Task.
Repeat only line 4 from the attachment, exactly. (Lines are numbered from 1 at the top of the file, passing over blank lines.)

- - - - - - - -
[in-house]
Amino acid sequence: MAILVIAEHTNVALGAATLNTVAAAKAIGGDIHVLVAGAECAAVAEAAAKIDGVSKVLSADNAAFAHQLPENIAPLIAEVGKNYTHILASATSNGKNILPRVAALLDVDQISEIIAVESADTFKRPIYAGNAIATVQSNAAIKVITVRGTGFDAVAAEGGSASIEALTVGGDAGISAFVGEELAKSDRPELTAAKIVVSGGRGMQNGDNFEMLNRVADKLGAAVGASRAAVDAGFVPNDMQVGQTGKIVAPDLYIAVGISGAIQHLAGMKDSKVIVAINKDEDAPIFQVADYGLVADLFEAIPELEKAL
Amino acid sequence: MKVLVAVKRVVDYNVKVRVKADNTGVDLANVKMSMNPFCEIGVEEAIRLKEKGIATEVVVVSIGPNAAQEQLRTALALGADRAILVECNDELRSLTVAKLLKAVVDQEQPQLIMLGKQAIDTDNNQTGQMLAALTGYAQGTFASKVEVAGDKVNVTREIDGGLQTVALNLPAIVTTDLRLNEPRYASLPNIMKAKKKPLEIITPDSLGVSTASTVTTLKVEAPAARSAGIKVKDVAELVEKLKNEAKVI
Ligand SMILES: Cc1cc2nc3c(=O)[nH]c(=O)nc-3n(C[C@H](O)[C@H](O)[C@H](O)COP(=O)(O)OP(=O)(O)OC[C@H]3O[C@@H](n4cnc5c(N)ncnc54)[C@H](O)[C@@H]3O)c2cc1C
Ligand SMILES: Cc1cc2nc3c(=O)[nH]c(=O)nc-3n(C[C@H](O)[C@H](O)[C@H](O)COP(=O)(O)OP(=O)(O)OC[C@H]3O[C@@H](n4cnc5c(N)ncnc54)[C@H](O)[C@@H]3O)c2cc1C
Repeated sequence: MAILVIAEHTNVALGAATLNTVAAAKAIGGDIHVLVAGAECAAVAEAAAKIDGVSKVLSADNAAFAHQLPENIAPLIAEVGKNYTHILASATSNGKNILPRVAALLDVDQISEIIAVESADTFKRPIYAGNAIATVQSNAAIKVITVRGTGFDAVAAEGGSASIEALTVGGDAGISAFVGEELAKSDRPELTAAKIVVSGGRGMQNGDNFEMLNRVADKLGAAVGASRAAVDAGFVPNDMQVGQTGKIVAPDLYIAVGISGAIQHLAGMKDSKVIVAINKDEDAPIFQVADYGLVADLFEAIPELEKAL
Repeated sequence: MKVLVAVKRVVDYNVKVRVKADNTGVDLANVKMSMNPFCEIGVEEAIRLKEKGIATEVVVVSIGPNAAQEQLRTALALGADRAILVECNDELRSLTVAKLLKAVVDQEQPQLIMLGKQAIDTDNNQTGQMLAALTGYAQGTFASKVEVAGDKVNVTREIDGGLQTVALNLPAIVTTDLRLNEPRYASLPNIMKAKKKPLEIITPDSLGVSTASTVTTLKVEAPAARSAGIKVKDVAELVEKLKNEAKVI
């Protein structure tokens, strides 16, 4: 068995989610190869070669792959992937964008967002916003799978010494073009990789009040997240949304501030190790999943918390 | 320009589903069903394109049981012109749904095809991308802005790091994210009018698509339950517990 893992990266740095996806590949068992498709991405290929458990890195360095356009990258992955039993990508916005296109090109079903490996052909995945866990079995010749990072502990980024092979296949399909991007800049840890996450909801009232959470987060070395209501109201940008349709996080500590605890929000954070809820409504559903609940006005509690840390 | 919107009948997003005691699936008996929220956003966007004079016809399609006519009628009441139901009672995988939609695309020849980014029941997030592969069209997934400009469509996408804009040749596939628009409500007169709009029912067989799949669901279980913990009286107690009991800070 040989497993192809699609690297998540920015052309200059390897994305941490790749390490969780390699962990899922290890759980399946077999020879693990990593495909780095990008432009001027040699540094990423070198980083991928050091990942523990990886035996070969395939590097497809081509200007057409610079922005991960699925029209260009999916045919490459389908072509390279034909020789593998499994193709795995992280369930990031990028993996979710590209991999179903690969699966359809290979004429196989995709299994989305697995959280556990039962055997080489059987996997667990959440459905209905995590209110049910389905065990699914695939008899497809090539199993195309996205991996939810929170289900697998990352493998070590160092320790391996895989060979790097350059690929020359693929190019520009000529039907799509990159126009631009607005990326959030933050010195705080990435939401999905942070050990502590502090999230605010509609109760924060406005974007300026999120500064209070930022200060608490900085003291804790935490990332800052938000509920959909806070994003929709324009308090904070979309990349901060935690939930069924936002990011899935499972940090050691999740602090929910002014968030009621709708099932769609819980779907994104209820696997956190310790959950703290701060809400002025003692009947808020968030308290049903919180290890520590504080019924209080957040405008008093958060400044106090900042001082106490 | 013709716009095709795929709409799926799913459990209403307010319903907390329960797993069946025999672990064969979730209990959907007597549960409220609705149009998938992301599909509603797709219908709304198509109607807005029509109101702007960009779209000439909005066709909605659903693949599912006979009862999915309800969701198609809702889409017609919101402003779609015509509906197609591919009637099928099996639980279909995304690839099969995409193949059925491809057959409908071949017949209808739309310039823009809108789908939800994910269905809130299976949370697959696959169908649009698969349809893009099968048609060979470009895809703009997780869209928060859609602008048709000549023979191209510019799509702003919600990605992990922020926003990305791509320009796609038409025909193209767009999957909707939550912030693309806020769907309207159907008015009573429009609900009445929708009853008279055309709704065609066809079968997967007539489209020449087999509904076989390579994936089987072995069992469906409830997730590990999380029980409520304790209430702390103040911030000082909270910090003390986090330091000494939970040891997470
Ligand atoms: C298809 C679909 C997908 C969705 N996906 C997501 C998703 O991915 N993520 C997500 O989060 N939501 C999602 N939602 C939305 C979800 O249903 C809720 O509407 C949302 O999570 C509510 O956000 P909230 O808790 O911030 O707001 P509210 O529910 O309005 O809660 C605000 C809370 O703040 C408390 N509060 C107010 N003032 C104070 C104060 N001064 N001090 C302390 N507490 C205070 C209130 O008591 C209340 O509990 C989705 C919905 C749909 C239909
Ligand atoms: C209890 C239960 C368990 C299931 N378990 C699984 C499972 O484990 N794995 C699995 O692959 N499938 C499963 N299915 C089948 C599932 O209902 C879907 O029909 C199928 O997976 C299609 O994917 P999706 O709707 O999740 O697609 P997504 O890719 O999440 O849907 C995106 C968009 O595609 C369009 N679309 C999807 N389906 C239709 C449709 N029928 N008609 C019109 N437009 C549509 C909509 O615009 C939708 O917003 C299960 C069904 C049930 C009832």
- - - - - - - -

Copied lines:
Ligand SMILES: Cc1cc2nc3c(=O)[nH]c(=O)nc-3n(C[C@H](O)[C@H](O)[C@H](O)COP(=O)(O)OP(=O)(O)OC[C@H]3O[C@@H](n4cnc5c(N)ncnc54)[C@H](O)[C@@H]3O)c2cc1C